Navigation auf


Institute of Anatomy

"Escape from NK cell tumor surveillance by NGFR-induced lipid remodeling in melanoma"

The innate immune system plays an important role in preventing metastasis of various cancers, such as cutaneous melanoma. Natural Killer (NK) cells recognize cancer cells without prior antigen sensitization and induce cytolysis of their target cells. The study of Prof. Lukas Sommer's team and others give mechanistic insights into how melanoma cells expressing the nerve growth factor receptor (NGFR) evade NK cell killing and promote eventually metastatis formation. NGFR leads to the downregulation of NK cell ligands in melanoma cells, preventing recognition by the guards. Moreover, the lipid constitution of NGFR-expressing cells was altered to prevent cytotoxic induction by NK cells. These new insights into metastasis in melanoma could support the development of new therapeutic approaches.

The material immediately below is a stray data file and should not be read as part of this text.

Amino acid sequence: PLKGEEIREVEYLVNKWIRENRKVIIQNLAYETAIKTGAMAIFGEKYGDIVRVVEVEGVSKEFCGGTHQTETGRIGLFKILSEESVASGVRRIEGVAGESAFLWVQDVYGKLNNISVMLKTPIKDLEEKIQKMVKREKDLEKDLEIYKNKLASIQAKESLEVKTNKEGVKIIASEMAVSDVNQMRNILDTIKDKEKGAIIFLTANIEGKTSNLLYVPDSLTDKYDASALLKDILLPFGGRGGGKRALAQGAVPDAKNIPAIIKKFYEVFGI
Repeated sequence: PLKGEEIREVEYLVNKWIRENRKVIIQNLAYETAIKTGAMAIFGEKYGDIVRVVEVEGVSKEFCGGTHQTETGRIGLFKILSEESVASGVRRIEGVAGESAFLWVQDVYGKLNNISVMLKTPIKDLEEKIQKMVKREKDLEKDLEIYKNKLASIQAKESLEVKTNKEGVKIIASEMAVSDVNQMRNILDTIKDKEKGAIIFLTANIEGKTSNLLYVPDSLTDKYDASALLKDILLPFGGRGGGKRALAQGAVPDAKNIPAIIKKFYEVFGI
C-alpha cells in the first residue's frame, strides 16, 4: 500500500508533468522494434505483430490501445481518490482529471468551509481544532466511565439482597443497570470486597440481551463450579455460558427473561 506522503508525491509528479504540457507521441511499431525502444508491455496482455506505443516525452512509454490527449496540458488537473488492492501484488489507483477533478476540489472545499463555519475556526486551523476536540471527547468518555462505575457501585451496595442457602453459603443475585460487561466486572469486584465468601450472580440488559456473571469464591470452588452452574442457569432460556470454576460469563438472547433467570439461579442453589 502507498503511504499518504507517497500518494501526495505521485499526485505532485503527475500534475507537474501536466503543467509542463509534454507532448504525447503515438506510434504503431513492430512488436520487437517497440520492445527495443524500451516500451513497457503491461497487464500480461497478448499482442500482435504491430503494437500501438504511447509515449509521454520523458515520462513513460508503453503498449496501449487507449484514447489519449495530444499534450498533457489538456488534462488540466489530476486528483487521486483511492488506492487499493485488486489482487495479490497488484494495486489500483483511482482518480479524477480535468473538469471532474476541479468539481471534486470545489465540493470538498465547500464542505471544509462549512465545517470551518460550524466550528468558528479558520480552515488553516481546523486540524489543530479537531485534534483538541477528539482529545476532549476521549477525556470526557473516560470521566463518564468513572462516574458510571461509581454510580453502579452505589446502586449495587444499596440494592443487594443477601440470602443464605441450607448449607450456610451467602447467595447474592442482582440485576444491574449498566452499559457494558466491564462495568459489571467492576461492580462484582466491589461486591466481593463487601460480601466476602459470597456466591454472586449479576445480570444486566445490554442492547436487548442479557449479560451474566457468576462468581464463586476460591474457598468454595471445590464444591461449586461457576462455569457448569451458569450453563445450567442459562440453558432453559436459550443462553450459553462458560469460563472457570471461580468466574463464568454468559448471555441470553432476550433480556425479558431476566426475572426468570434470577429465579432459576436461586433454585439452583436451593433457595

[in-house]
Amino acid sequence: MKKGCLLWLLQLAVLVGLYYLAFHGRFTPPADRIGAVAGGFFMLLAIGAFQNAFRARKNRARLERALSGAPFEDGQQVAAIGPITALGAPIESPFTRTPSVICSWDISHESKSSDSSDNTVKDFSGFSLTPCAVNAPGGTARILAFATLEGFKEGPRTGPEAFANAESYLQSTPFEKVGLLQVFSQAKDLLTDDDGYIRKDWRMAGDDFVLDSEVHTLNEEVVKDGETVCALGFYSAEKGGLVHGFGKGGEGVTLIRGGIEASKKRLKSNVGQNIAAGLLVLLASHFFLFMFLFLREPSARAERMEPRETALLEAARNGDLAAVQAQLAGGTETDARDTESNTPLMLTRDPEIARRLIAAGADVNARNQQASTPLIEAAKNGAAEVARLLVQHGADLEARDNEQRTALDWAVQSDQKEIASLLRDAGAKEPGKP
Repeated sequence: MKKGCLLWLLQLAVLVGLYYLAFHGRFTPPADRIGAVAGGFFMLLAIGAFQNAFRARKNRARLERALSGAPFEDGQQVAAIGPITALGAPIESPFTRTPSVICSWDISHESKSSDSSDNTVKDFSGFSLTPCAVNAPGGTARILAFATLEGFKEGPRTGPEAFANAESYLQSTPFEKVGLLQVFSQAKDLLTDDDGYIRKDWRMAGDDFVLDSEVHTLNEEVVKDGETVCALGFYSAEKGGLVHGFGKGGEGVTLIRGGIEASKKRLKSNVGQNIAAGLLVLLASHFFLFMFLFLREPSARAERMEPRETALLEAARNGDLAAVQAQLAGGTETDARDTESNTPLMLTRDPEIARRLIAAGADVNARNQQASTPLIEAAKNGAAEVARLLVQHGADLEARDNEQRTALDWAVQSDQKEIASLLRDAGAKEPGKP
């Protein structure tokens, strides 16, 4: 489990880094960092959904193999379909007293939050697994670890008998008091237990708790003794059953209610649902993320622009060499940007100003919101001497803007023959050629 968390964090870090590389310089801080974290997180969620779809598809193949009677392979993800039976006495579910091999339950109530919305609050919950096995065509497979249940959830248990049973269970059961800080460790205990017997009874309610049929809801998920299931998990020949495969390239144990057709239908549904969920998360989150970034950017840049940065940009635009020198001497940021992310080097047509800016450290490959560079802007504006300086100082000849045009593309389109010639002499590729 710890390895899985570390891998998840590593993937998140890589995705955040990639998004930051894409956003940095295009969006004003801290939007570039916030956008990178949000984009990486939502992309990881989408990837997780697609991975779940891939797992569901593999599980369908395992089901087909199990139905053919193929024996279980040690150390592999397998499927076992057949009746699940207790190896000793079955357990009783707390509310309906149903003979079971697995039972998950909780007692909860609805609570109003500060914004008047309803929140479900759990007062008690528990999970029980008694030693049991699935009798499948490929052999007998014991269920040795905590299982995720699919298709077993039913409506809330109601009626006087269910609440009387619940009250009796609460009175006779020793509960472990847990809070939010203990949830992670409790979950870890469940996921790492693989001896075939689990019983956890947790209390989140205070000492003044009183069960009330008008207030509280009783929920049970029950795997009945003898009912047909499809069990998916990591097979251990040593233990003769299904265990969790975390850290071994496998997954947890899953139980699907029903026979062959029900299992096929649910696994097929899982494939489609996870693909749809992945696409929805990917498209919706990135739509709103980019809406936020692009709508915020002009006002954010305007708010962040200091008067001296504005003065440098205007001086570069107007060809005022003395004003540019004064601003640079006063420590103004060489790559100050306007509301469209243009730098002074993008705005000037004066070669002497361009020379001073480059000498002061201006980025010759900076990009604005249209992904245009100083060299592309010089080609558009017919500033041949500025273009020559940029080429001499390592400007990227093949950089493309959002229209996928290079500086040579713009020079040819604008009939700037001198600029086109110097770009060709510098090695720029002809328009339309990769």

The publication shows the results of a highly collaborative project between two groups of the Institute of Anatomy (Prof. Lukas Sommer and Prof. Christian Stockmann) and other UZH departments.

The publication is open access: